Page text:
- U.S. adults expect home prices to rise in 2013, but only by 1.6%. Even so, a slightly bullish outlook on home prices is a big departure for homeowners, who have been decidedly downcast over housing prices over the past few years.
- 18% of U.S. adults say it's a good time to sell their home, the highest level since Fannie Mae launched its annual housing survey in 2010.
- 40% of housing consumers expect mortgage interest rates to rise nest year by an average of 4%. That does not jibe current economic policy from the Federal Reserve, which has said repeatedly it aims to keep interest rates near zero until 2105.
- 73% of U.S. adults say it's a "good time" to buy a new home. Survey respondents in this category cite low home prices and low interest rates as primary drivers of new home purchases.
- 60% of Americans remain skeptical on the U.S. economy, saying it's headed in the "wrong direction." That, Fannie Mae says, is the third consecutive rise in that sentiment from consumers, although only 13% of Americans expect their financial situation to "worsen."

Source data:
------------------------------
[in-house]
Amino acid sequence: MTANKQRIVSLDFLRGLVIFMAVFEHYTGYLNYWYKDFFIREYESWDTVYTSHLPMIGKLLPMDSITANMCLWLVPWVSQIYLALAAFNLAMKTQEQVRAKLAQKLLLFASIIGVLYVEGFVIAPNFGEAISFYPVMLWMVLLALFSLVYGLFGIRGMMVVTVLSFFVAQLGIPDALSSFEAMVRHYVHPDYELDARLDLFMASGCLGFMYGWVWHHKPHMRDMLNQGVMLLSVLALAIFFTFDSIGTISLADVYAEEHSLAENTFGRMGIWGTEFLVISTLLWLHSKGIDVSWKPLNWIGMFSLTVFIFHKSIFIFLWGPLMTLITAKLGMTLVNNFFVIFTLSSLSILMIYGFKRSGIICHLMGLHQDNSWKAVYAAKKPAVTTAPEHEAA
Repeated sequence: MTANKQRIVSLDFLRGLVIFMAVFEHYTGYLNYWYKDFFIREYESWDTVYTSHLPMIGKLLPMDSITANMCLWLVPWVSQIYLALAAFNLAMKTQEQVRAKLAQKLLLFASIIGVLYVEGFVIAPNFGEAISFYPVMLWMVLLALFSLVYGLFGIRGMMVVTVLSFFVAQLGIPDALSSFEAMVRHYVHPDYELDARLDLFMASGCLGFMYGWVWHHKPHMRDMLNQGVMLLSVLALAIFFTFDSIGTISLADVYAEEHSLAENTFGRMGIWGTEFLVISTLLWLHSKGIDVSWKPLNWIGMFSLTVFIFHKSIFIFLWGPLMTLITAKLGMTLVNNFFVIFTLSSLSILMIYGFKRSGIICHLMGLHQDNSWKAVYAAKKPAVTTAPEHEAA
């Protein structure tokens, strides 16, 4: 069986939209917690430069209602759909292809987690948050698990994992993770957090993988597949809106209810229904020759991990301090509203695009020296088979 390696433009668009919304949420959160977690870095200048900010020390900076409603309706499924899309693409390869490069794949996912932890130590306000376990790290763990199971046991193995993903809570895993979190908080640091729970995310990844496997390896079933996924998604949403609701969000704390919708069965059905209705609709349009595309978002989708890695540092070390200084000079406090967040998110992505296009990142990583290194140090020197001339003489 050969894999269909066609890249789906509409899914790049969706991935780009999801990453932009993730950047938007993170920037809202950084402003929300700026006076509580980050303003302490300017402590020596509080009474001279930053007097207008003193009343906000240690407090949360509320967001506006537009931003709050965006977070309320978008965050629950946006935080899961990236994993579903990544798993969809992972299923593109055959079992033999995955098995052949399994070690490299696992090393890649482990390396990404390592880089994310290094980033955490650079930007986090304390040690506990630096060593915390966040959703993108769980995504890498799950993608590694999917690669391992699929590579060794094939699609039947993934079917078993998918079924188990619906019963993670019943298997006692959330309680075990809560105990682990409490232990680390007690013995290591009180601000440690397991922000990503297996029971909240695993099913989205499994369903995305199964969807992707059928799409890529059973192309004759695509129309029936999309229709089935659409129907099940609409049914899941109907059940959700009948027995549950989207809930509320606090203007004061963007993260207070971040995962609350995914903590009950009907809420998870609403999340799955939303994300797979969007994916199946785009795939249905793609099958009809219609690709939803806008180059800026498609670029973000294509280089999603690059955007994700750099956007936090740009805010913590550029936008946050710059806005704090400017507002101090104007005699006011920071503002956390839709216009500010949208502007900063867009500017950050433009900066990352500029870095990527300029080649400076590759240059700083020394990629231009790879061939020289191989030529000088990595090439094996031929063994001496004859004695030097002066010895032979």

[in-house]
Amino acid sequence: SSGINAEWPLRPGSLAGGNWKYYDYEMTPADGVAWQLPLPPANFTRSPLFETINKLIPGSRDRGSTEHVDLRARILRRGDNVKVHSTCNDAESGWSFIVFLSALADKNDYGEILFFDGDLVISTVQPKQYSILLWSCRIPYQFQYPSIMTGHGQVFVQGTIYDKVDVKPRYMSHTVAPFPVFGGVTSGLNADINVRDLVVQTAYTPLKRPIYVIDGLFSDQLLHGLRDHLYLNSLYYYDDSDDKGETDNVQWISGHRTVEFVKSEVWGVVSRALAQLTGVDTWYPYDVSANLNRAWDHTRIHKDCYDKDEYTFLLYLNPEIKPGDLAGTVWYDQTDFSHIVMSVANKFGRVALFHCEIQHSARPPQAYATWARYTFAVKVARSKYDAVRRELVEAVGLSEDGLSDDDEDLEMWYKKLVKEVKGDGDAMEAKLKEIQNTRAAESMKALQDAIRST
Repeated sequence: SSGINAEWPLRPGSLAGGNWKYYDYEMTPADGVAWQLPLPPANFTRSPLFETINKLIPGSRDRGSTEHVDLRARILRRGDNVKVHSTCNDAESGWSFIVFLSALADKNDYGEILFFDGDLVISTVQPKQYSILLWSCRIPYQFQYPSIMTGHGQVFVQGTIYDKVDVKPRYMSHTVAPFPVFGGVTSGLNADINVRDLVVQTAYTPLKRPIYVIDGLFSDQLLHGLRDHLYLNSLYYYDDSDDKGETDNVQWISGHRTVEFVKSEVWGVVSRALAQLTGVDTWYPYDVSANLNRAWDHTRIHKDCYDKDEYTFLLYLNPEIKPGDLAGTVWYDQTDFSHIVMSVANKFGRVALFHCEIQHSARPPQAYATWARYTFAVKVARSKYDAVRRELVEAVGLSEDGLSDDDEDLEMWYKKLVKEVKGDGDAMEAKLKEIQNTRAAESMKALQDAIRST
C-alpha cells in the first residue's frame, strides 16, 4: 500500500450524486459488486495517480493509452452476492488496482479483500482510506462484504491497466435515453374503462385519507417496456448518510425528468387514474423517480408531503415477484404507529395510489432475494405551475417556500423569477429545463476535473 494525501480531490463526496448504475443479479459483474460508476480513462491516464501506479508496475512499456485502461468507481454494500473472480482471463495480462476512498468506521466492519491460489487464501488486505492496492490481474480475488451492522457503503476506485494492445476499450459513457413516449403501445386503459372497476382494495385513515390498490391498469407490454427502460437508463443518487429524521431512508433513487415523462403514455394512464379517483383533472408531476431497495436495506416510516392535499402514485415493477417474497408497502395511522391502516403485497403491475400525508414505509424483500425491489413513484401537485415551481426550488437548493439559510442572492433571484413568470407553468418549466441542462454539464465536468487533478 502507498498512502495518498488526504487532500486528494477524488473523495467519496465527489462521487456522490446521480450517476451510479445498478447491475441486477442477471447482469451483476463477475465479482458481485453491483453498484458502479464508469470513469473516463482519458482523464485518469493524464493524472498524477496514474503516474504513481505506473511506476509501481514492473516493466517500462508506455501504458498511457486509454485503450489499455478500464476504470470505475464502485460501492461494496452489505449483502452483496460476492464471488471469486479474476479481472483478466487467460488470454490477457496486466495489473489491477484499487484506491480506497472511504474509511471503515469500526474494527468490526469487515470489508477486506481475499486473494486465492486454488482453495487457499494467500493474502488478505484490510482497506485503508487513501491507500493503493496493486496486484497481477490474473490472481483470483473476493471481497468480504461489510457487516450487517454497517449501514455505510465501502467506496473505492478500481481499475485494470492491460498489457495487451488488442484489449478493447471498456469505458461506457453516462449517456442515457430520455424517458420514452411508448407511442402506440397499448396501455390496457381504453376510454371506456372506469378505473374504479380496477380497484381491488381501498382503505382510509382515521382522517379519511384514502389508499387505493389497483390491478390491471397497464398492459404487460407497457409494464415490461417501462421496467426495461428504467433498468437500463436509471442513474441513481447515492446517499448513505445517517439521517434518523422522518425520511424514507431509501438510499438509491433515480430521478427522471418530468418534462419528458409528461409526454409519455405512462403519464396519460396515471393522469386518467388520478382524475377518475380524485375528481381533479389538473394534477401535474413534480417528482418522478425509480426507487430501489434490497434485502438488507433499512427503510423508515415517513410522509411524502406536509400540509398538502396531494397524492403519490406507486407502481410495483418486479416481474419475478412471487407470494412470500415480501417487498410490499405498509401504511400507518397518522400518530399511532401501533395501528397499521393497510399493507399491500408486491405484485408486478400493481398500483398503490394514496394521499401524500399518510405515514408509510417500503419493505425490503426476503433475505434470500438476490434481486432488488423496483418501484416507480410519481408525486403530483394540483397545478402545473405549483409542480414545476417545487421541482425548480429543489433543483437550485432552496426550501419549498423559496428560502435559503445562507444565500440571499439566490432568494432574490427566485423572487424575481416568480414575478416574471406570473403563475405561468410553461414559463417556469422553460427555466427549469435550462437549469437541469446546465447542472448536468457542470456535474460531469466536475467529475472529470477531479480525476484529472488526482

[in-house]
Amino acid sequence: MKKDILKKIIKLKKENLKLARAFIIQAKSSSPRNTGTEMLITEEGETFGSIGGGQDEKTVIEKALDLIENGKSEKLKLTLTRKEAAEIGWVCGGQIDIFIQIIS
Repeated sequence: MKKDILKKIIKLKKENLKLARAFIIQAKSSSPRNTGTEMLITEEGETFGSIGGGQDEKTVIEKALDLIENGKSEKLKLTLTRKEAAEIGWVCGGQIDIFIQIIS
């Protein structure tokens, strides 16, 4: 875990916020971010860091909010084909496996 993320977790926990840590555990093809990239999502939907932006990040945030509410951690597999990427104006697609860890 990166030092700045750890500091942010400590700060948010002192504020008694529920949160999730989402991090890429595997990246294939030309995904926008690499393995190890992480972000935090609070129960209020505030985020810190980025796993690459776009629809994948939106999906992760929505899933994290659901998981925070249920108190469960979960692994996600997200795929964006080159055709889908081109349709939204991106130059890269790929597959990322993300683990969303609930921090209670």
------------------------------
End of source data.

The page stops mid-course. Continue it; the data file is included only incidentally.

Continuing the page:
NEW YORK ( BankingMyWay) -- Despite barrels of ink spilled over the imminent tsunami in apartment rentals, Americans still want to own their own homes, and they have a lot to say about the new-look U.S. housing market. According to the U.S. Census Bureau, 65.5% of adult Americans own their own home, a number that really hasn't wavered over the past year. With housing prices historically soft and mortgage credit hard to get, the conventional wisdom has it that U.S. adults have had it with the housing market and are looking to rent rather than own their own abode. As Census data show, that conventional wisdom is wrong. In fact, not only do U.S. consumers continue to pursue the American Dream, just over a quarter of them -- 28% to be exact -- prefer to rent versus own their own home, according to a separate survey of 1,000 U.S. adults from Fannie Mae. In Fannie Mae's August National Housing Survey, U.S. adults are as optimistic, albeit cautiously so, over the housing market. Fannie Mae says lower household income and declining consumer sentiment could undermine further bullishness on the home ownership front. "Consumer attitudes toward the housing market remain modestly positive, despite signs of increased concern over the direction of the economy," explains Doug Duncan, senior vice president and chief economist at Fannie Mae. "While the latest results showed a pickup in the share of consumers expecting mortgage rates to rise, reflecting the uptrend of long-term interest rates since mid-July, that may soon change. Friday's disappointing jobs report underpins the gradual nature of this year's housing recovery and supports our view that the muted economic recovery is still subject to downside risk and that additional Fed easing will soon be forthcoming." How do Americans view the domestic housing market? Fannie Mae reveals five key takeaways in its survey: